Paulson was the former head of Goldman Sachs (a name frequently in the news these days). According to the article:
The appointment of Paulson, Mr. Risk, as Treasury Secretary is at once ironic and completely appropriate. According to conventional economic wisdom, the single biggest problem the U.S. faces is a massive accumulation of debt. Both liberal and conservative economists warn that the bulging trade deficit, now roughly 6% of gross domestic product, poses a danger of sending the dollar plunging and causing a financial meltdown. The federal budget deficit for 2006 will hit at least $300 billion. And current projections call for Social Security and Medicare to run up enormous deficits in the long run.
Yet Goldman actually has leveraged up faster than the U.S. government in recent years. In 1999, Goldman had about $1.60 in long-term debt for every dollar in net revenue. In the same year, the federal government had $3.10 in debt, mostly long-term, for every dollar in revenue. Today  the government has about $3.70; Goldman, around $4.
Clearly, Paulson isn't scared by debt and risk-taking. That might make him the ideal person to grapple with the U.S. economic and fiscal situation, which is more similar to Goldman's than most economists will admit. Facing intense competition from around the world, the only way the American economy can thrive is through risk-taking.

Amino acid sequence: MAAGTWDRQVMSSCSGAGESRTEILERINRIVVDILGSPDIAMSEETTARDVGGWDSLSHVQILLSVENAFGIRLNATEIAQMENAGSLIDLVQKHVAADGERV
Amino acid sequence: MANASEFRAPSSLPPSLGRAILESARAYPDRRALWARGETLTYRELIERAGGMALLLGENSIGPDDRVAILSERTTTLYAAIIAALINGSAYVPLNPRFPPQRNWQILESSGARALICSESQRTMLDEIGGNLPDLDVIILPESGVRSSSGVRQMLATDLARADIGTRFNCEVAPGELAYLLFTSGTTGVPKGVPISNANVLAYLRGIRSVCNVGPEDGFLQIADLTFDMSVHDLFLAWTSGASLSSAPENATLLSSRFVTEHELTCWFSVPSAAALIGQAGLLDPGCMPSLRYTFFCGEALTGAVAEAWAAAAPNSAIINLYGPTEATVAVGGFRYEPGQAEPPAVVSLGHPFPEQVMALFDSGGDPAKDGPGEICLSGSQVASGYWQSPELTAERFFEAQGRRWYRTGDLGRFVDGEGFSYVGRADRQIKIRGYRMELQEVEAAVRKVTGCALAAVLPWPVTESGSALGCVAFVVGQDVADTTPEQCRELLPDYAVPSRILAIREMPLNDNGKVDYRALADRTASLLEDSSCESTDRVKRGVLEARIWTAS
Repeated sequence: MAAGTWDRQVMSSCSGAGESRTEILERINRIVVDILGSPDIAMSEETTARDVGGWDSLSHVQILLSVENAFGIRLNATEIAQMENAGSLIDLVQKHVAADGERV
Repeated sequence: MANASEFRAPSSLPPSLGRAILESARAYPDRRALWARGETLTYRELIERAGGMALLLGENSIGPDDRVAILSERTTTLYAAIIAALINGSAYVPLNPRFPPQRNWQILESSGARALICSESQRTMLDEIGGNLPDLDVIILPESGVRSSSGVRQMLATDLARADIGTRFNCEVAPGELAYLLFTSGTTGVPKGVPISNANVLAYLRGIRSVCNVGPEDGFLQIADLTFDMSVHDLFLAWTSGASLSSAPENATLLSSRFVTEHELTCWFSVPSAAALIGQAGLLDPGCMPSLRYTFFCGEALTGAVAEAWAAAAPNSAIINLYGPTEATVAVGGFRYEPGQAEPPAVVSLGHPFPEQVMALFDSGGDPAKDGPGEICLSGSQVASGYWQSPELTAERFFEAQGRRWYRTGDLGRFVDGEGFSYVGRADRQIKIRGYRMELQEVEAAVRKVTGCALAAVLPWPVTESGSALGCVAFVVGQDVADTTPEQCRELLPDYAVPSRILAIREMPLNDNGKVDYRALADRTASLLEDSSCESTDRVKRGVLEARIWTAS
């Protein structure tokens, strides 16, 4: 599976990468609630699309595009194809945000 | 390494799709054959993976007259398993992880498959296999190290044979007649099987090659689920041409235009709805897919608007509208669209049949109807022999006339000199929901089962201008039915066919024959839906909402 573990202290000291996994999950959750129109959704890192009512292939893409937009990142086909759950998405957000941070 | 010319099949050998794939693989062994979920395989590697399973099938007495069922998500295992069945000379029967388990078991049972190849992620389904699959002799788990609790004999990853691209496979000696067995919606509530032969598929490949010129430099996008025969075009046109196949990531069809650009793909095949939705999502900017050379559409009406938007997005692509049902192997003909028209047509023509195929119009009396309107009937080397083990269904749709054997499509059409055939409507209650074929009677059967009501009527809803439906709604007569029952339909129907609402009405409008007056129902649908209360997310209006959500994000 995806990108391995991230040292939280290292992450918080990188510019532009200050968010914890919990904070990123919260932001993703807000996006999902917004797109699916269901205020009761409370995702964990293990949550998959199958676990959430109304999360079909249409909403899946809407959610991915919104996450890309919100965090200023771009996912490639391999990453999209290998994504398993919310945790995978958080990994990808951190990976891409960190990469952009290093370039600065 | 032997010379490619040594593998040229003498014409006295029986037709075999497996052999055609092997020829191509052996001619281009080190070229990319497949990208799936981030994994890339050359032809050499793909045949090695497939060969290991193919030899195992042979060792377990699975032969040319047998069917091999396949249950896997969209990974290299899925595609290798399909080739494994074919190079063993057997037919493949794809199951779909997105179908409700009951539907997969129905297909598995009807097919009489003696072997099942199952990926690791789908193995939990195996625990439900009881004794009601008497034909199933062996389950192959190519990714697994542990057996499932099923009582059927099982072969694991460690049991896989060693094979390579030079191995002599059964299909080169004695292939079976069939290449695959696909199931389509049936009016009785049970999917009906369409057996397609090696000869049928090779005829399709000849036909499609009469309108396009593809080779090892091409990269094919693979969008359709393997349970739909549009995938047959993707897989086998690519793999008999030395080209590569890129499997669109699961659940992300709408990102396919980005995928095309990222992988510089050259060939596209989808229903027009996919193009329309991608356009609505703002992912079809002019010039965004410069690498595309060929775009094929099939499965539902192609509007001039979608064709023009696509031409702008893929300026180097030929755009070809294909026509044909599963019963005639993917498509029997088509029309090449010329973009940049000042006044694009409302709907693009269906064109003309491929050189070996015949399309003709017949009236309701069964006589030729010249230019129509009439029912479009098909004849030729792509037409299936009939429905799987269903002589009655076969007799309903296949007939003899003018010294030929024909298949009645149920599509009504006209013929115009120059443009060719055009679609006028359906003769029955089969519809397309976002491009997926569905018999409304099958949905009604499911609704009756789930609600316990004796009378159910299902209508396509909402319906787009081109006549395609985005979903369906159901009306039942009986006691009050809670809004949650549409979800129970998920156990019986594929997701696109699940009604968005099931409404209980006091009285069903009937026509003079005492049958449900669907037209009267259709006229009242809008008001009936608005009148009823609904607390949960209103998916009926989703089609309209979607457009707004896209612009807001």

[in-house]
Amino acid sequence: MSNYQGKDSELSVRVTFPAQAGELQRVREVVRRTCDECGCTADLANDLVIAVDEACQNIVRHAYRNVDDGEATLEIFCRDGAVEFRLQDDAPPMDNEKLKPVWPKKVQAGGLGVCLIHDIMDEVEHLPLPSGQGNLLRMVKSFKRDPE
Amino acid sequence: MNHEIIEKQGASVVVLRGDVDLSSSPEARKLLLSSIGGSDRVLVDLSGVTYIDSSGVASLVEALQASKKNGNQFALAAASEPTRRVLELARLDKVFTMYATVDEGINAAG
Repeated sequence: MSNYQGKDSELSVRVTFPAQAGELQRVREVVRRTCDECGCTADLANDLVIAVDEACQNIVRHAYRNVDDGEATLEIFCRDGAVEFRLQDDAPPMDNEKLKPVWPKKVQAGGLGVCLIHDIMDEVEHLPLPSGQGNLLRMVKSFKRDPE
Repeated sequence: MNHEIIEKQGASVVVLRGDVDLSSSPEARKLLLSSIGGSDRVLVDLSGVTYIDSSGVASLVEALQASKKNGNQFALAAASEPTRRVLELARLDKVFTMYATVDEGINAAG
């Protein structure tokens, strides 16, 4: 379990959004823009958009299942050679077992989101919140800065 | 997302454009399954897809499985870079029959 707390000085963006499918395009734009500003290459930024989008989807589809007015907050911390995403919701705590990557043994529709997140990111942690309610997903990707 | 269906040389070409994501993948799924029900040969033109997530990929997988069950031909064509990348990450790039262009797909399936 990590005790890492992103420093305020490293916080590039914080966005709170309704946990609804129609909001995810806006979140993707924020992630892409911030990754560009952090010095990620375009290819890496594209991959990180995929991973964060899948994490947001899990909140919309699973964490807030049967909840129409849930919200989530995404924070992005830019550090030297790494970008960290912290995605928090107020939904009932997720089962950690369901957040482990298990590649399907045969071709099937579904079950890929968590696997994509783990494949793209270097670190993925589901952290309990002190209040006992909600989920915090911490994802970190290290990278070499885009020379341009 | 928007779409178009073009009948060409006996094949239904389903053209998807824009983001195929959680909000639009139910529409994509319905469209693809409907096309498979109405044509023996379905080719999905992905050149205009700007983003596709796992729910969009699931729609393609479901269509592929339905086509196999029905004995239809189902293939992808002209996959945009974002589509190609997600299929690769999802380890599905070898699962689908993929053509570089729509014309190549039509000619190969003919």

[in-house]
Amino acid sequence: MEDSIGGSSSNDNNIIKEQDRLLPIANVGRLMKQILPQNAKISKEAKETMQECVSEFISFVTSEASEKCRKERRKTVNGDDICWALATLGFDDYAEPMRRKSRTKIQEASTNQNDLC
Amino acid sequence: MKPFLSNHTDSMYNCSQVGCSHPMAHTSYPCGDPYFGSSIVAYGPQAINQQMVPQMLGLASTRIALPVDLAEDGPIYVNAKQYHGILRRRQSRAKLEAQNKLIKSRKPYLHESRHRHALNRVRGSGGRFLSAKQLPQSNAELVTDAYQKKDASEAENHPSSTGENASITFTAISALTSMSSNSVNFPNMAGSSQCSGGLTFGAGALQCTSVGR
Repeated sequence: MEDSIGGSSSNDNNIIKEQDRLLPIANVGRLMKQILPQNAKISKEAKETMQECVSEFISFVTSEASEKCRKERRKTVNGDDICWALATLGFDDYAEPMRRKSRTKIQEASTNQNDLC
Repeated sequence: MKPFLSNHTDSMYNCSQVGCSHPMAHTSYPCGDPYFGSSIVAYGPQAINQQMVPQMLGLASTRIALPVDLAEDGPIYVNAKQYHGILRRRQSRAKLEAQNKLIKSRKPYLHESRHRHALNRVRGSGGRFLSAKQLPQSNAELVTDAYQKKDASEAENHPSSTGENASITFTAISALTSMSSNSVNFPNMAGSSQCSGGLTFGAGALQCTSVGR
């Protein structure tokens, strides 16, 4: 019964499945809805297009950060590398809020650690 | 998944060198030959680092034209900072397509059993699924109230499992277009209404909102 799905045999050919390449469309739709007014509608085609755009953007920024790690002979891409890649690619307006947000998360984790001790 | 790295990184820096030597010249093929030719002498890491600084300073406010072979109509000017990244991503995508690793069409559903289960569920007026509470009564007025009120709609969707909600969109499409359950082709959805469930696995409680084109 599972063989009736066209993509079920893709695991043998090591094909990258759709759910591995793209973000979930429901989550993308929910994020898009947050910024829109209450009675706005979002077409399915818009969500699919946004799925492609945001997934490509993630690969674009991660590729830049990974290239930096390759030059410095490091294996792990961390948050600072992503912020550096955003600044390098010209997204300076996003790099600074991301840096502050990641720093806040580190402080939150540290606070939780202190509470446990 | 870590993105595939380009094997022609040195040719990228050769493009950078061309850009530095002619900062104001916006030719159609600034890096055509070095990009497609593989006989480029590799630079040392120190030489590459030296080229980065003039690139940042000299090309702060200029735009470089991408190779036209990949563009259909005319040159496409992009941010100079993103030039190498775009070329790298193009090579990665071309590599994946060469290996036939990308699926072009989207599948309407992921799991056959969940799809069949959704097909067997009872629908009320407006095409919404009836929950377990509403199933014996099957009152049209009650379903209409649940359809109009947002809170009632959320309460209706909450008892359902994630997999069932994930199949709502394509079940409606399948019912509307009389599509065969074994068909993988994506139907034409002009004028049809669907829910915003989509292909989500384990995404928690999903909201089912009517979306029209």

Combine that with a theory put forth earlier this month:
All the Fed's alphabet soup of emergency liquidity facilities innovated over the past year were structured around repurchase agreements. Toxic waste securities were used as collateral for US Treasuries and dollar credit at 85 percent of face value. But as each facility expires, it has to be rolled over and increased to keep pace with the implosion of credit in the interbank markets. Well over half the balance sheet assets of the Fed have been loaned out in this way, perhaps a critical amount in excess of this estimate. Without recapitalisation, the Fed is at risk of failure in the midst of this crisis. Its Enron-style accounting for the toxic waste makes it very vulnerable to a default by any of the repo counterparties it oversees and limits its ability to enforce any constraints as well.
The Paulson plan will provide a one off opportunity for banks to take their toxic collateral back and sell it at a Paulson-determined price for cash. He issues Treasuries to finance the plan which increases the supply available. He selectively decides winners and losers, of course in making the scheme available and pricing assets, creating arbitrage opportunities and survivor bias in the process.
In the meanwhile, the removal of the toxic waste from the Fed balance sheet and redeposit of Treasuries and cash as the repos unwind gets the Fed off the hook for having hypothecated most of its assets against worthless toxic waste at Enron-styled false valuations.
If I'm right, the Paulson Plan recapitalises the Fed without ever publicly admitting that it was dangerously overextended.
Yikes. I feel like I should head back to the woods.